On Wednesday evenings the Brothers of Thunder men's "leaderless" core group gathers--also in my living room. (See http://ldolphin.org/leaderless.html) I firmly believe that every Christian needs to be closely tied in with a local church, but without a small group of some kind it is very difficult to experience the Body of Christ as an organism. The Wednesday brothers have been going strong for I guess 6 or 8 years now. Naturally some members have moved away or dropped out and others are new to the group. Because of the guidelines we follow, our weekly gatherings are rich with excitement and new life. Again and again we find ourselves amazed afterwards with the clear evidence that Jesus Himself was in our midst directing all that happened on a given evening. This is exactly what He said he would do at his Last-Supper message to his disciples nearly 2000 years ago. The Wednesday Brothers average 10 or 12 men, but our connections with wives, girlfriends, relatives, and friends means that what happens in our times together affects many lives. For instance we have grown accustomed to seeing our prayers answered--for new jobs, for health, for freedom from old enslaving habits, for needed changes that only God can bring about. Wonderful friendships have developed among the brothers. When a brother needs help moving he can count on all the help he needs. If accountability and affirmation is needed, it is there. Last weekend five us drove for a long weekend in Yosemite National Park. There was plenty to do in hiking and sight seeing, but every evening my friends wanted to spend time together in the Bible.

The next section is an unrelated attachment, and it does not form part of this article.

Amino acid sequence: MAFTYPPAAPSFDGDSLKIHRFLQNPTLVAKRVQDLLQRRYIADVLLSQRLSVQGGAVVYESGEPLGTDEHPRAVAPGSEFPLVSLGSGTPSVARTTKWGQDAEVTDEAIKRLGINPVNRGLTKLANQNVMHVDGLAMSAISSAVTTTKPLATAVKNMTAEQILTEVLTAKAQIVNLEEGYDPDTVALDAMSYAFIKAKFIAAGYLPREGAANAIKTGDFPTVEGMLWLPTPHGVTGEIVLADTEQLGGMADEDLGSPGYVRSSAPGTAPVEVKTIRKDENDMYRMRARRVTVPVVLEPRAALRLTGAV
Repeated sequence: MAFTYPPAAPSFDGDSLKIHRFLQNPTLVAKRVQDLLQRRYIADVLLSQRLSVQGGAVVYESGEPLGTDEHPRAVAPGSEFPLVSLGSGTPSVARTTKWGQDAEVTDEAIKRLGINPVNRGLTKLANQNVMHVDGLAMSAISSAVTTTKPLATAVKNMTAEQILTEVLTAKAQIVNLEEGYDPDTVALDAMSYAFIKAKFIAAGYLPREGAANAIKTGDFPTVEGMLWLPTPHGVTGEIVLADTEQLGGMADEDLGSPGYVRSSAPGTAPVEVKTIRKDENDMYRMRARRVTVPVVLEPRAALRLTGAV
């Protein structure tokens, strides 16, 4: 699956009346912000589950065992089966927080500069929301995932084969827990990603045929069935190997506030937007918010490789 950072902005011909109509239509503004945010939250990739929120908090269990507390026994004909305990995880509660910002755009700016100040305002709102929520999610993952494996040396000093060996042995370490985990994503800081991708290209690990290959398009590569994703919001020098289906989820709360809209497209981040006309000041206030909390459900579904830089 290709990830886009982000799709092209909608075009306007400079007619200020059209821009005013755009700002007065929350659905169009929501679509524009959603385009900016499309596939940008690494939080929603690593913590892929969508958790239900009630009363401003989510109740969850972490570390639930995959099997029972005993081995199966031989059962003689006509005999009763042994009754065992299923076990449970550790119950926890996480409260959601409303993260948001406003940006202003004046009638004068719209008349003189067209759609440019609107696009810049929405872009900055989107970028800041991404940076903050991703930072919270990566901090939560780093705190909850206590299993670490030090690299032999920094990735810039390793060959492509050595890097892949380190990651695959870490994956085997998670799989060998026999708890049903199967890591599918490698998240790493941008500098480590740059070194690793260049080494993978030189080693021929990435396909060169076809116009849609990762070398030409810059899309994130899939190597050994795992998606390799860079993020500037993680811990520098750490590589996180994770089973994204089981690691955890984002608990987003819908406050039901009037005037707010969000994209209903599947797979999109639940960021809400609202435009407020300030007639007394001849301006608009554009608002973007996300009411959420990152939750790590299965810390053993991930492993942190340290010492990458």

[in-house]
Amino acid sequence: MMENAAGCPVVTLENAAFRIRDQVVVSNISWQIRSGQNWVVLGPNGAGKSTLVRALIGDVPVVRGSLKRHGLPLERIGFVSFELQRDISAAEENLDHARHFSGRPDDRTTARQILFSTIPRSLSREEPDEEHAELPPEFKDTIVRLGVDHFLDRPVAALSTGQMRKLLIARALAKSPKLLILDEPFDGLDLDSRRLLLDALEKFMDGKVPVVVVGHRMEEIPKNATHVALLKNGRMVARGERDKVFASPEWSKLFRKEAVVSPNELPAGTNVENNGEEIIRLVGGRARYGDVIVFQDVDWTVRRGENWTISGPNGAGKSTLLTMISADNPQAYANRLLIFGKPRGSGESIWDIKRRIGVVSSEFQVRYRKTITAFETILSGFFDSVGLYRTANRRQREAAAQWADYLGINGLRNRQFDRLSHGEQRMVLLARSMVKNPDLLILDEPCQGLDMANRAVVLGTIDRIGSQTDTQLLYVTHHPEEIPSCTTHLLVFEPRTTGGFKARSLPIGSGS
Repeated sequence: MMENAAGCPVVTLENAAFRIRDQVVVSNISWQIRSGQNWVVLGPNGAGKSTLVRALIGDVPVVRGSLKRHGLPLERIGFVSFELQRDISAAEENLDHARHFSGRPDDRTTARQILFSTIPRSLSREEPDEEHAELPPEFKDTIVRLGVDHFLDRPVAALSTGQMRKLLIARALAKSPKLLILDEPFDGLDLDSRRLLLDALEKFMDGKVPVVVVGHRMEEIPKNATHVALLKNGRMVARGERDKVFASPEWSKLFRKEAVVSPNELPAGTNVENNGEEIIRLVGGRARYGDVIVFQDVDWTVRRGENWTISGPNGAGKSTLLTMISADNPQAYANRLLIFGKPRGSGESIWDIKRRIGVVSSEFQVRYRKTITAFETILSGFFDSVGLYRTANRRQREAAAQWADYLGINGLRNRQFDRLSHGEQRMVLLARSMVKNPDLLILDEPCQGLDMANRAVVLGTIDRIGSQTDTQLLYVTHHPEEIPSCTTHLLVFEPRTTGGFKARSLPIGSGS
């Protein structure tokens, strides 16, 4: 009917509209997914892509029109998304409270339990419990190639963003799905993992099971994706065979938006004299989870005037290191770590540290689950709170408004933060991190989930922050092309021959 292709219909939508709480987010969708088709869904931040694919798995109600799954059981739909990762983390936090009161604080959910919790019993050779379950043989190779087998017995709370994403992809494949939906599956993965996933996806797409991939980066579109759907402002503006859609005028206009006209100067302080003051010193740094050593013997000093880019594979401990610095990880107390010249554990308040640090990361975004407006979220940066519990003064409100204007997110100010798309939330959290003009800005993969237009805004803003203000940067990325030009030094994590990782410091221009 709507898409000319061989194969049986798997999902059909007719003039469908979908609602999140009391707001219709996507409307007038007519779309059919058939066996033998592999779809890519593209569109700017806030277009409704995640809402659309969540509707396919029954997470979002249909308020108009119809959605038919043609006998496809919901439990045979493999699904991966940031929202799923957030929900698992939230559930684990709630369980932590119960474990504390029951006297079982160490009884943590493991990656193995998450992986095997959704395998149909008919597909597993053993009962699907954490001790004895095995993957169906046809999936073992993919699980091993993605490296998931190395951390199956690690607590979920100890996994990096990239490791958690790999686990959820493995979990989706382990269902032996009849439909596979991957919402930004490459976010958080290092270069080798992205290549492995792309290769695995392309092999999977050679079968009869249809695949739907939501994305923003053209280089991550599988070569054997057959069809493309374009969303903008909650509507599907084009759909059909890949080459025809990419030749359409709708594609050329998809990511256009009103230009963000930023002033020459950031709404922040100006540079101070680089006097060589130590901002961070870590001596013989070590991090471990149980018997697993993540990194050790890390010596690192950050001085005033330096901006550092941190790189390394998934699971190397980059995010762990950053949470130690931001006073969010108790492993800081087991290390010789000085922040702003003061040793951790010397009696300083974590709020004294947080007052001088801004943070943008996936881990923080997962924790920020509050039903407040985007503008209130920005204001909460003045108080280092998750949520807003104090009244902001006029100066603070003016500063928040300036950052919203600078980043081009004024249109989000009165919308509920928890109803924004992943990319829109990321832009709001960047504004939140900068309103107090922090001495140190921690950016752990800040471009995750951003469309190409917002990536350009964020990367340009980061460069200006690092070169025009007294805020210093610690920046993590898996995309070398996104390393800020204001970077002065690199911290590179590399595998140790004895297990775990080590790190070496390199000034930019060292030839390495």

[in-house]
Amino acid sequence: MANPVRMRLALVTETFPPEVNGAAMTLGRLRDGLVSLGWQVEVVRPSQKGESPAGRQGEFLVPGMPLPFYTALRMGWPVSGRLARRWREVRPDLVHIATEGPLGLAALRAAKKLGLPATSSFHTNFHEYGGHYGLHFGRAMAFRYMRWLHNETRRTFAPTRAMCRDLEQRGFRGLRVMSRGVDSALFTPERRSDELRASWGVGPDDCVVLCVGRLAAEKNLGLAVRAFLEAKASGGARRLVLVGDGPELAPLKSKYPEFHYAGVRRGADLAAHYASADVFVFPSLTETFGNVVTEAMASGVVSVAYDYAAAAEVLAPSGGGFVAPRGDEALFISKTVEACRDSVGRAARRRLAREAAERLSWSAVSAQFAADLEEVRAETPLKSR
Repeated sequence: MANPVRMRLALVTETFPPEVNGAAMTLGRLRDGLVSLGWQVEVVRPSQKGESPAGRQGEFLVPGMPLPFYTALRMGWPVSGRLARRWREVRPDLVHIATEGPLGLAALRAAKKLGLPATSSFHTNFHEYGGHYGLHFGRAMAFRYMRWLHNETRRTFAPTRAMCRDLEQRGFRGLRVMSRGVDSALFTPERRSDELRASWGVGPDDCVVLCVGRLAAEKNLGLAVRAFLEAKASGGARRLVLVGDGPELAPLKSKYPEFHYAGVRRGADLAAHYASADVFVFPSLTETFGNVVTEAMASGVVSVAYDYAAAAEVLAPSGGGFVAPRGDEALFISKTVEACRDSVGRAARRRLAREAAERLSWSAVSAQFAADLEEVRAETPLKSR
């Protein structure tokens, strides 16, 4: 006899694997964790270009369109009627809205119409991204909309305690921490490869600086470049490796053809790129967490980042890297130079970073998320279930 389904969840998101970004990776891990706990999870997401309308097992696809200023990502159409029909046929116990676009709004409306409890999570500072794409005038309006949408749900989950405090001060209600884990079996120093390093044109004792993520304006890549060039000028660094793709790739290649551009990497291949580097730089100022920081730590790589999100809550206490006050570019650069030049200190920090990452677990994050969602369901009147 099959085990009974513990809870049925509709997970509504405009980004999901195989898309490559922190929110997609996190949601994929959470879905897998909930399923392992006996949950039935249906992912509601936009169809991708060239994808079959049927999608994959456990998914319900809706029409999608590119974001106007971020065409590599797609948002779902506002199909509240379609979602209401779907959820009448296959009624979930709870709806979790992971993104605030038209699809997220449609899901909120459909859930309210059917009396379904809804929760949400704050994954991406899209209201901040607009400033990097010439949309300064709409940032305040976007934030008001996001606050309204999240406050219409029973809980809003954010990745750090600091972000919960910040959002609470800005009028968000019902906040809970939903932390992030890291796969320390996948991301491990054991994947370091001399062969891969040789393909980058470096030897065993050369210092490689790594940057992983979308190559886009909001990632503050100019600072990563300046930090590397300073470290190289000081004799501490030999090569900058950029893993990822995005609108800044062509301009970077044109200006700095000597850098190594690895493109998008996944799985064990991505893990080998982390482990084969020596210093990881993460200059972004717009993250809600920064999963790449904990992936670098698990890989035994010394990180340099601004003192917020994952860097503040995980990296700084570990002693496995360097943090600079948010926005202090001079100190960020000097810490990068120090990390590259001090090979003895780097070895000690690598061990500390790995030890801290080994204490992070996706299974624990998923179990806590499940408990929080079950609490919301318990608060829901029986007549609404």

I can't help but noticing that the Wednesday Brothers, like our Saturday morning college group--two very different groups of younger people--share in common a desire to know the Bible in depth. Is this a real change in the next generation? I hope so. This interest in really knowing God and His Word seems to me to be a refreshing contrast in the midst of an increasingly apostate "cultural-Christian" church where the content of the historic Christian faith is rapidly disappearing. Sadly (it seems to me) the majority of merely professing Christians no longer care about developing a Christian world-view, let alone a disciple's walk with our Lord. (See Chuck Colson's book, How Now Shall We Live? (Tyndale 1999).